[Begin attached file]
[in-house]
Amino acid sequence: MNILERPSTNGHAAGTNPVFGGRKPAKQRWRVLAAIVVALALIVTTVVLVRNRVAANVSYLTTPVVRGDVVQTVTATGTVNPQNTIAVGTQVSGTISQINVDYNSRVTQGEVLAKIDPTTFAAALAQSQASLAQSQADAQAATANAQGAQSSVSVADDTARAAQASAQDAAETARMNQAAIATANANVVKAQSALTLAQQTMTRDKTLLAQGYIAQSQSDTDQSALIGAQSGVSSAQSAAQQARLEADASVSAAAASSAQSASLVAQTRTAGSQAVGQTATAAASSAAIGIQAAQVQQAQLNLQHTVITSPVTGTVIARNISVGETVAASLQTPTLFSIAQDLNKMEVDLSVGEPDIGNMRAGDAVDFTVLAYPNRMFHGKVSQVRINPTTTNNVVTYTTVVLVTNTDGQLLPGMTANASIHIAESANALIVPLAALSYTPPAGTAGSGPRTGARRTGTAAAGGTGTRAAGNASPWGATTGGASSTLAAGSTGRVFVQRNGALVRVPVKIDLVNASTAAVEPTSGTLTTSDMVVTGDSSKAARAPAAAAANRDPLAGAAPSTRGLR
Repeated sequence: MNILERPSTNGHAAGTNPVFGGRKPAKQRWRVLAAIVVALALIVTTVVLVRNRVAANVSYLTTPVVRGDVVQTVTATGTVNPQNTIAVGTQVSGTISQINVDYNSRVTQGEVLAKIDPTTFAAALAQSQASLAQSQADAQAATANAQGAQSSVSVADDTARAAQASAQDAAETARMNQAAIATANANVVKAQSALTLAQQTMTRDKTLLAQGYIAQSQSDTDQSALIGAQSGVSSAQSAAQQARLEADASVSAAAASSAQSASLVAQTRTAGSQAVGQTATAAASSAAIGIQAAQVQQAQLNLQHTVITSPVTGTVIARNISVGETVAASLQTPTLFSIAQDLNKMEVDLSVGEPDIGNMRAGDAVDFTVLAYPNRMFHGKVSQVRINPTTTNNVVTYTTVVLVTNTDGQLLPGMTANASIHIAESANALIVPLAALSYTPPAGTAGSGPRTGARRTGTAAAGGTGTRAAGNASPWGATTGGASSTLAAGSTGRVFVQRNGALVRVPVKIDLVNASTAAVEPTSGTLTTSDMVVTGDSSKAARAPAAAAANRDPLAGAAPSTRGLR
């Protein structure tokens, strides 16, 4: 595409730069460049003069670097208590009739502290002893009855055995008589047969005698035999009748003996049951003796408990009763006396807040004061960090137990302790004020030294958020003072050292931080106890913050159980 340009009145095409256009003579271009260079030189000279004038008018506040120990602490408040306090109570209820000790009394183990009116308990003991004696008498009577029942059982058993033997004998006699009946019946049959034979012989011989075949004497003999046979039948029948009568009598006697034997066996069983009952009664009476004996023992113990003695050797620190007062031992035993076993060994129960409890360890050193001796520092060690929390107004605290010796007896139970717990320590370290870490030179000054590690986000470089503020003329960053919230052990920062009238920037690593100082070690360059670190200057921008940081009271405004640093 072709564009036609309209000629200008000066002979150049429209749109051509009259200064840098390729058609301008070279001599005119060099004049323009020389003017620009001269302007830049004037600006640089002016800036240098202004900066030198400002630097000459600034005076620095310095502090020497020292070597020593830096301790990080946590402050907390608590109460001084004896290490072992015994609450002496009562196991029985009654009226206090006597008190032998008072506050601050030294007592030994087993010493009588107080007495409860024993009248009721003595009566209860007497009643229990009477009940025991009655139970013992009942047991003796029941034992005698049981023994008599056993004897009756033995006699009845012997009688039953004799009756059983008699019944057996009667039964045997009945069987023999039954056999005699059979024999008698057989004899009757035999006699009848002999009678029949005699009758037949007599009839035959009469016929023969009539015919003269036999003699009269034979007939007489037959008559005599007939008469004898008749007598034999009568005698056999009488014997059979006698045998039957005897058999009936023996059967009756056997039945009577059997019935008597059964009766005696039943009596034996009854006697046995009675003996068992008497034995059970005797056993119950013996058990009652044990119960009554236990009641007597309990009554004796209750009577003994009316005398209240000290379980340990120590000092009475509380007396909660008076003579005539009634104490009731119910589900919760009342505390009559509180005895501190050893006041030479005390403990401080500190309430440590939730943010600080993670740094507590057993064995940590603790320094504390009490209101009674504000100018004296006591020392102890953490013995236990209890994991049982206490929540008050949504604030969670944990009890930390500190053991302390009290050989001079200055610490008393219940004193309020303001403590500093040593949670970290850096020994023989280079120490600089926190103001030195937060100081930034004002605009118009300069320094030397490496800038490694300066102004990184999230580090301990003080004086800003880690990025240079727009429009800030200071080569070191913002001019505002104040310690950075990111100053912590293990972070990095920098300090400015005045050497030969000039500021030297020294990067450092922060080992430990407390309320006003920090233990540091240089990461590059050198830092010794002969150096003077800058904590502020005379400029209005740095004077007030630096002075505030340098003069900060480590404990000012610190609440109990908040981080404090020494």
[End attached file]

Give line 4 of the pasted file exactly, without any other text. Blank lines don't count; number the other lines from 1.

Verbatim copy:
């Protein structure tokens, strides 16, 4: 595409730069460049003069670097208590009739502290002893009855055995008589047969005698035999009748003996049951003796408990009763006396807040004061960090137990302790004020030294958020003072050292931080106890913050159980 340009009145095409256009003579271009260079030189000279004038008018506040120990602490408040306090109570209820000790009394183990009116308990003991004696008498009577029942059982058993033997004998006699009946019946049959034979012989011989075949004497003999046979039948029948009568009598006697034997066996069983009952009664009476004996023992113990003695050797620190007062031992035993076993060994129960409890360890050193001796520092060690929390107004605290010796007896139970717990320590370290870490030179000054590690986000470089503020003329960053919230052990920062009238920037690593100082070690360059670190200057921008940081009271405004640093 072709564009036609309209000629200008000066002979150049429209749109051509009259200064840098390729058609301008070279001599005119060099004049323009020389003017620009001269302007830049004037600006640089002016800036240098202004900066030198400002630097000459600034005076620095310095502090020497020292070597020593830096301790990080946590402050907390608590109460001084004896290490072992015994609450002496009562196991029985009654009226206090006597008190032998008072506050601050030294007592030994087993010493009588107080007495409860024993009248009721003595009566209860007497009643229990009477009940025991009655139970013992009942047991003796029941034992005698049981023994008599056993004897009756033995006699009845012997009688039953004799009756059983008699019944057996009667039964045997009945069987023999039954056999005699059979024999008698057989004899009757035999006699009848002999009678029949005699009758037949007599009839035959009469016929023969009539015919003269036999003699009269034979007939007489037959008559005599007939008469004898008749007598034999009568005698056999009488014997059979006698045998039957005897058999009936023996059967009756056997039945009577059997019935008597059964009766005696039943009596034996009854006697046995009675003996068992008497034995059970005797056993119950013996058990009652044990119960009554236990009641007597309990009554004796209750009577003994009316005398209240000290379980340990120590000092009475509380007396909660008076003579005539009634104490009731119910589900919760009342505390009559509180005895501190050893006041030479005390403990401080500190309430440590939730943010600080993670740094507590057993064995940590603790320094504390009490209101009674504000100018004296006591020392102890953490013995236990209890994991049982206490929540008050949504604030969670944990009890930390500190053991302390009290050989001079200055610490008393219940004193309020303001403590500093040593949670970290850096020994023989280079120490600089926190103001030195937060100081930034004002605009118009300069320094030397490496800038490694300066102004990184999230580090301990003080004086800003880690990025240079727009429009800030200071080569070191913002001019505002104040310690950075990111100053912590293990972070990095920098300090400015005045050497030969000039500021030297020294990067450092922060080992430990407390309320006003920090233990540091240089990461590059050198830092010794002969150096003077800058904590502020005379400029209005740095004077007030630096002075505030340098003069900060480590404990000012610190609440109990908040981080404090020494």